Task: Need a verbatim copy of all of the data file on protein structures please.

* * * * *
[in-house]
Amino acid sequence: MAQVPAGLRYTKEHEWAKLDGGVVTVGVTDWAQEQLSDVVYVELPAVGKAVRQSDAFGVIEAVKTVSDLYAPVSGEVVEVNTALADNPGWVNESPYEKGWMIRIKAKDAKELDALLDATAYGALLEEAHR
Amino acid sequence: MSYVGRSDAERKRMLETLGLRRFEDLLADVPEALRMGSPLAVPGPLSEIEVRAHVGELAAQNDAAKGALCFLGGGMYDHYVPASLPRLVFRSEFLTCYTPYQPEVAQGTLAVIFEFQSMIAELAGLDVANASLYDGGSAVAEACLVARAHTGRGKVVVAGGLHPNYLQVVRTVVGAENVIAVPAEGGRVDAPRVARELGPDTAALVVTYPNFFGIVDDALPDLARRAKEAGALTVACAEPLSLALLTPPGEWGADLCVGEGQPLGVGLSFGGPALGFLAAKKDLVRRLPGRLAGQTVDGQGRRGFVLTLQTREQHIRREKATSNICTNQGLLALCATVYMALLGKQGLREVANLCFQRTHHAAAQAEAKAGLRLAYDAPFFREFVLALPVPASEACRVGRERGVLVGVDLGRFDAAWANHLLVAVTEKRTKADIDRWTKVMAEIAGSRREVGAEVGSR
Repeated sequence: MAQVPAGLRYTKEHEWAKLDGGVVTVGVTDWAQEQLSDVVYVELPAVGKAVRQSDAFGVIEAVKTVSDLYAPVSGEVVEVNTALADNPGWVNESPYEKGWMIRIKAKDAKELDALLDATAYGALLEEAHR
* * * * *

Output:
[in-house]
Amino acid sequence: MAQVPAGLRYTKEHEWAKLDGGVVTVGVTDWAQEQLSDVVYVELPAVGKAVRQSDAFGVIEAVKTVSDLYAPVSGEVVEVNTALADNPGWVNESPYEKGWMIRIKAKDAKELDALLDATAYGALLEEAHR
Amino acid sequence: MSYVGRSDAERKRMLETLGLRRFEDLLADVPEALRMGSPLAVPGPLSEIEVRAHVGELAAQNDAAKGALCFLGGGMYDHYVPASLPRLVFRSEFLTCYTPYQPEVAQGTLAVIFEFQSMIAELAGLDVANASLYDGGSAVAEACLVARAHTGRGKVVVAGGLHPNYLQVVRTVVGAENVIAVPAEGGRVDAPRVARELGPDTAALVVTYPNFFGIVDDALPDLARRAKEAGALTVACAEPLSLALLTPPGEWGADLCVGEGQPLGVGLSFGGPALGFLAAKKDLVRRLPGRLAGQTVDGQGRRGFVLTLQTREQHIRREKATSNICTNQGLLALCATVYMALLGKQGLREVANLCFQRTHHAAAQAEAKAGLRLAYDAPFFREFVLALPVPASEACRVGRERGVLVGVDLGRFDAAWANHLLVAVTEKRTKADIDRWTKVMAEIAGSRREVGAEVGSR
Repeated sequence: MAQVPAGLRYTKEHEWAKLDGGVVTVGVTDWAQEQLSDVVYVELPAVGKAVRQSDAFGVIEAVKTVSDLYAPVSGEVVEVNTALADNPGWVNESPYEKGWMIRIKAKDAKELDALLDATAYGALLEEAHR